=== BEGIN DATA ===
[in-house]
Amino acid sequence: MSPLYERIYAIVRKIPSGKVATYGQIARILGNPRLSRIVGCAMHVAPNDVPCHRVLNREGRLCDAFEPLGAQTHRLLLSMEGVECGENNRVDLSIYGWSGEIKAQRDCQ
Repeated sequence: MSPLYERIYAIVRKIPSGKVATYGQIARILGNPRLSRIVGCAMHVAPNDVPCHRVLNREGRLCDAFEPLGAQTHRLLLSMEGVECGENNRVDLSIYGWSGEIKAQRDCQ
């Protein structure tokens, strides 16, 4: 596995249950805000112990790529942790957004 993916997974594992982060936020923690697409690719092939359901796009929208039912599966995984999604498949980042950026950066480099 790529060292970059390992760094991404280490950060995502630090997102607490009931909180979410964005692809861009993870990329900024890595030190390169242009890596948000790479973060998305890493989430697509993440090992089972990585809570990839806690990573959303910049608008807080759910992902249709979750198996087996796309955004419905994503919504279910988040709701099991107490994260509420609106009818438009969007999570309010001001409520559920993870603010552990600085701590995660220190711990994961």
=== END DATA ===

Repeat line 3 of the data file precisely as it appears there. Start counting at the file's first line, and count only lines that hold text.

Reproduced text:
Repeated sequence: MSPLYERIYAIVRKIPSGKVATYGQIARILGNPRLSRIVGCAMHVAPNDVPCHRVLNREGRLCDAFEPLGAQTHRLLLSMEGVECGENNRVDLSIYGWSGEIKAQRDCQ